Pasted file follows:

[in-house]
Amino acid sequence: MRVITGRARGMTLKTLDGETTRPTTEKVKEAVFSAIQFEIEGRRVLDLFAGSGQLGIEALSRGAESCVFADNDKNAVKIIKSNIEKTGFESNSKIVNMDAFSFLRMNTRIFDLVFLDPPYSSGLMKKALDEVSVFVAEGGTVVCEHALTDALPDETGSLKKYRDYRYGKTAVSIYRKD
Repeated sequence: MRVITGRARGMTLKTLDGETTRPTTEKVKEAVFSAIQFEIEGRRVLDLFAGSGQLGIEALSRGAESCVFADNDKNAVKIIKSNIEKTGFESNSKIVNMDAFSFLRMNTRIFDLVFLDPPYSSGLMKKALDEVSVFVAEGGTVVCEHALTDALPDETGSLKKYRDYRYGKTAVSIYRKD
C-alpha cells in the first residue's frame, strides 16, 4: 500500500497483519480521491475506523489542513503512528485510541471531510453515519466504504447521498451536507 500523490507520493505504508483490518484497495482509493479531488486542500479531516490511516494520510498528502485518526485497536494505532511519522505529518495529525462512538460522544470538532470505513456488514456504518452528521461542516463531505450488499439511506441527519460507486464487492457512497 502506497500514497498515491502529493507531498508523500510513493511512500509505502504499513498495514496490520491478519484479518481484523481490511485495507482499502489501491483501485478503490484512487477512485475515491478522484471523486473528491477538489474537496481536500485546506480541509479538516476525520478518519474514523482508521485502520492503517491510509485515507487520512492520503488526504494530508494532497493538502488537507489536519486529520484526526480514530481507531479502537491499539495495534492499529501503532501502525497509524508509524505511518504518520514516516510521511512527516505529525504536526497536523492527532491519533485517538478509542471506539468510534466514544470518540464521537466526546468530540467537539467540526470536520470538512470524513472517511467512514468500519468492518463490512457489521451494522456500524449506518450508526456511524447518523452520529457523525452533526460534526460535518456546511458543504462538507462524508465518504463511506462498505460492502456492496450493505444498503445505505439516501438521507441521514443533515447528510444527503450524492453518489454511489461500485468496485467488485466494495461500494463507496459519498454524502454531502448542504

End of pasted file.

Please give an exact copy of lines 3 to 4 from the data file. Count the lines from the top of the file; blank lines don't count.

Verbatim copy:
Repeated sequence: MRVITGRARGMTLKTLDGETTRPTTEKVKEAVFSAIQFEIEGRRVLDLFAGSGQLGIEALSRGAESCVFADNDKNAVKIIKSNIEKTGFESNSKIVNMDAFSFLRMNTRIFDLVFLDPPYSSGLMKKALDEVSVFVAEGGTVVCEHALTDALPDETGSLKKYRDYRYGKTAVSIYRKD
C-alpha cells in the first residue's frame, strides 16, 4: 500500500497483519480521491475506523489542513503512528485510541471531510453515519466504504447521498451536507 500523490507520493505504508483490518484497495482509493479531488486542500479531516490511516494520510498528502485518526485497536494505532511519522505529518495529525462512538460522544470538532470505513456488514456504518452528521461542516463531505450488499439511506441527519460507486464487492457512497 502506497500514497498515491502529493507531498508523500510513493511512500509505502504499513498495514496490520491478519484479518481484523481490511485495507482499502489501491483501485478503490484512487477512485475515491478522484471523486473528491477538489474537496481536500485546506480541509479538516476525520478518519474514523482508521485502520492503517491510509485515507487520512492520503488526504494530508494532497493538502488537507489536519486529520484526526480514530481507531479502537491499539495495534492499529501503532501502525497509524508509524505511518504518520514516516510521511512527516505529525504536526497536523492527532491519533485517538478509542471506539468510534466514544470518540464521537466526546468530540467537539467540526470536520470538512470524513472517511467512514468500519468492518463490512457489521451494522456500524449506518450508526456511524447518523452520529457523525452533526460534526460535518456546511458543504462538507462524508465518504463511506462498505460492502456492496450493505444498503445505505439516501438521507441521514443533515447528510444527503450524492453518489454511489461500485468496485467488485466494495461500494463507496459519498454524502454531502448542504